Ensemble shows with an ever changing line-up can be a bit of a hit and miss affair at the Fringe. The "Best of Irish" and "Best of Scottish" shows at the Stand can some days feature some of the biggest and best in the business, and the next you can be treated to four complete unknowns. On this day, however, the bill featured two of the old stalwarts of the Irish comedy scene, so disappointment was unlikely to feature.
Opening the show and acting as compere was Bernard O'Shea, a new name to me but clearly a very experienced and natural performer. A chirpy chappy from Northern Ireland, he made great play over the complete lack of sexiness in both his appearance and his name, entertains us with a shaggy dog story in the form of a song, and makes a lengthy plea for more global warming so that he can improve his tan. There isn't much audience interaction, but he doesn't need it as he is great fun and gets the room nicely warmed up.
Elaine Malcolmson may, however, have been slightly put out by the fact that he introduced her as Elaine Williamson, and repeated the error later in the show, which is something he should maybe sort out, as it is disrespectful at best. I am an unashamed fan of Malcolmson's dry deadpan humour, but have to admit that she struggled a little at this show. I think maybe the early hour in the evening did her no favours, with an audience in from work or from shopping, looking for easy laughs and not in the mood for clever wordplay. Her "I'll do anything for a biscuit" material went down well, but some of the more intricate jokes seemed to fall on deaf ears.
Owen O'Neill is such an experienced old hand at the stand-up game, and such an instantly recognisable face to anyone who has spent any time in Ireland from his appearances in various TV shows and movies like The General and Michael Collins, that it is something of a surprise that he is not the headline act, although an indication of the quality of performers The Stand can attract. His laid-back but incisive humour holds the audience from the word go, from comparisons between expensive hairdressers and old-fashioned barbers, to tales of growing up in a family of 16 children, all punctuated with trademark bizarre facial expressions.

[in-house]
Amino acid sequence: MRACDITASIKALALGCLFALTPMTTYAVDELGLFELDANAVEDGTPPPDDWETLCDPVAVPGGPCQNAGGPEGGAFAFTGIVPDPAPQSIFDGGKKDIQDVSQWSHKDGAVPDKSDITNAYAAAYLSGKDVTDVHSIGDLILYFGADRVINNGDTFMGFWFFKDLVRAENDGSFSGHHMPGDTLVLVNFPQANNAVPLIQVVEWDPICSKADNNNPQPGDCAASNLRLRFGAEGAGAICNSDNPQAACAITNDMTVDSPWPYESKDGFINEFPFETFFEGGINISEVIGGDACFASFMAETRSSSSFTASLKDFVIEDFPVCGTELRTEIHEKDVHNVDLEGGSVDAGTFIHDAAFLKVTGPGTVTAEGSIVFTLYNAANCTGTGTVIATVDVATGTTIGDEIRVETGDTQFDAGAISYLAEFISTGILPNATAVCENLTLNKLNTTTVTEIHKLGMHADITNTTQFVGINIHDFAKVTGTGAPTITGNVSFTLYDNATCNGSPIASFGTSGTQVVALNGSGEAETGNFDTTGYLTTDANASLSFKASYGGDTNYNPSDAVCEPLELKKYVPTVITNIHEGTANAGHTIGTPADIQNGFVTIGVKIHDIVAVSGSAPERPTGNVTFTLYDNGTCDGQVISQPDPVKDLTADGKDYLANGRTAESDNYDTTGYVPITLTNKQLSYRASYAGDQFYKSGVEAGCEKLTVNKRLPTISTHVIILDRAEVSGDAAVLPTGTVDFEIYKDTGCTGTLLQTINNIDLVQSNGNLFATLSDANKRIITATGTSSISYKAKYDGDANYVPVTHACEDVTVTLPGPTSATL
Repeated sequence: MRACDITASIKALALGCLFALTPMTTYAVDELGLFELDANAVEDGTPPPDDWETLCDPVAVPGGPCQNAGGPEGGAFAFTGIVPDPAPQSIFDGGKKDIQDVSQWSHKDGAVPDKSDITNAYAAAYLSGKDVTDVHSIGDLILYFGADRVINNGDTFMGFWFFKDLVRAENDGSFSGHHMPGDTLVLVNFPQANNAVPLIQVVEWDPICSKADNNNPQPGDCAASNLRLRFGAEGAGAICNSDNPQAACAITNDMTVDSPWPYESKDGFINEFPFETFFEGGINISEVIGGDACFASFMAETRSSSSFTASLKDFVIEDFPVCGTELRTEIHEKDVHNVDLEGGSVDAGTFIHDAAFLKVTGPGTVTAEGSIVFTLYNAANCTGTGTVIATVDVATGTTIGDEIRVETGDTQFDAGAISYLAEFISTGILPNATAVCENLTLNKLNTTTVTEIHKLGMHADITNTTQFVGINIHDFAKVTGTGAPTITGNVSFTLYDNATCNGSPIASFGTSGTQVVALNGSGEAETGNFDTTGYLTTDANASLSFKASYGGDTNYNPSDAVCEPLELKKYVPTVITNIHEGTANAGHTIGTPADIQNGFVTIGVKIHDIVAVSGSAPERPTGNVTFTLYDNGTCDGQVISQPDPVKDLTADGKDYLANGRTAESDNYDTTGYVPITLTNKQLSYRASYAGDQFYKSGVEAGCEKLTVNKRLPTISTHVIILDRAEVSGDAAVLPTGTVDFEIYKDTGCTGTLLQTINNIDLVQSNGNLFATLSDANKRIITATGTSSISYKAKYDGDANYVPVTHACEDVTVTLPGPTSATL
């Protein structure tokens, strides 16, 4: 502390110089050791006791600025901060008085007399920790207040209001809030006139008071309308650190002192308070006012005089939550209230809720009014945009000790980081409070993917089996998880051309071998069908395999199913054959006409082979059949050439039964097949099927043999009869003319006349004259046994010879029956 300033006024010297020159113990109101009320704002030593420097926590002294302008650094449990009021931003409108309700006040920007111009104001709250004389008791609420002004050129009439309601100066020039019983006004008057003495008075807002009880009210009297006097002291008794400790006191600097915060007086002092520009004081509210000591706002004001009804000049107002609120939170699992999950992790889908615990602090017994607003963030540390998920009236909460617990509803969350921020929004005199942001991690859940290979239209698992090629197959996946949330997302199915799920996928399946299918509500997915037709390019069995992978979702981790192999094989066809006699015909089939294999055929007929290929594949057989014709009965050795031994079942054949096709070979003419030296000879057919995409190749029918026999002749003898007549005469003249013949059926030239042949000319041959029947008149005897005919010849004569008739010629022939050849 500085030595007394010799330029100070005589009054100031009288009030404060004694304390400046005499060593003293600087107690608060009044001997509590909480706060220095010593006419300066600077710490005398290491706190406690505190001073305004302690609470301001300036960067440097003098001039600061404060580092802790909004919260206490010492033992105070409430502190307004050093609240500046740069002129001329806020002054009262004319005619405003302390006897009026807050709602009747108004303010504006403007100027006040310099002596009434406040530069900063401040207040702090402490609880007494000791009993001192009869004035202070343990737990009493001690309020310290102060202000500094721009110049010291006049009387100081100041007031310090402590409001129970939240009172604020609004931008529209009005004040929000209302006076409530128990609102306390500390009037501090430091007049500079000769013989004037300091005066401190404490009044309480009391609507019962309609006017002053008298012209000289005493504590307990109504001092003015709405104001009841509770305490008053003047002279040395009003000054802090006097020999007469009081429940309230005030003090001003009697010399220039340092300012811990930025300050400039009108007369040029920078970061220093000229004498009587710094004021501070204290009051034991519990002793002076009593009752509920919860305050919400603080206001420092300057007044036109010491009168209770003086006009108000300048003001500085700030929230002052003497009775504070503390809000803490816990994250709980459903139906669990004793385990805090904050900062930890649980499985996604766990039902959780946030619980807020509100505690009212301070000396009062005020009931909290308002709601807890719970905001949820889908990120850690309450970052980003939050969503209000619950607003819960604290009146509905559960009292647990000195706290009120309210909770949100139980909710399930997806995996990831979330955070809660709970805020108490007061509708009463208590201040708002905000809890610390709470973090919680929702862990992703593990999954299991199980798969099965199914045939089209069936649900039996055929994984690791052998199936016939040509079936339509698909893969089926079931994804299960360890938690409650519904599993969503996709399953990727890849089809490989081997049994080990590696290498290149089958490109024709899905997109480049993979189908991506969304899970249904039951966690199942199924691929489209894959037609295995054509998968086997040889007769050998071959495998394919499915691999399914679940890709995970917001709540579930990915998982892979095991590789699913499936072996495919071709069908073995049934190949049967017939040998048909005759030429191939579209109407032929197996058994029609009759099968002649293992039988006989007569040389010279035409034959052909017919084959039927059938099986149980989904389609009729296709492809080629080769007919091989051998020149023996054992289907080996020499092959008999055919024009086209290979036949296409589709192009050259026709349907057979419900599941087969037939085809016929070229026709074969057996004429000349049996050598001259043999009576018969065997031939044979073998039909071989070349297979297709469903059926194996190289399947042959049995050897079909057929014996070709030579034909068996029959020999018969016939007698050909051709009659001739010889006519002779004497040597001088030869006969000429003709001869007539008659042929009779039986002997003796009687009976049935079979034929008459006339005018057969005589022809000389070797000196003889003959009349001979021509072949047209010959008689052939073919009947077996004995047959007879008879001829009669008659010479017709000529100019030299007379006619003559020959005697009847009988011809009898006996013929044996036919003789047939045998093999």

Headline act Michael Redmond is equally recognisable, as evidenced by the fact that the moment he took the stage an audience member shouted out "you were electrocuted in Father Ted!" But Redmond's style is the antithesis of O'Neill's carefully constructed anecdotes, as he shambles around the stage seeming to make his act up as he goes along. Much of his time is spent talking randomly to audience members, especially a front row South African whose beer he quickly appropriates. But Redmond makes it all look effortless, and he is one of those comedians blessed with the ability to get as big a laugh from a simple hangdog expression as he can from any of his gags.
Of course this is a show with a line-up that changes day by day. But with a roster this strong, it is a clear indication that the quality on offer is never likely to disappoint.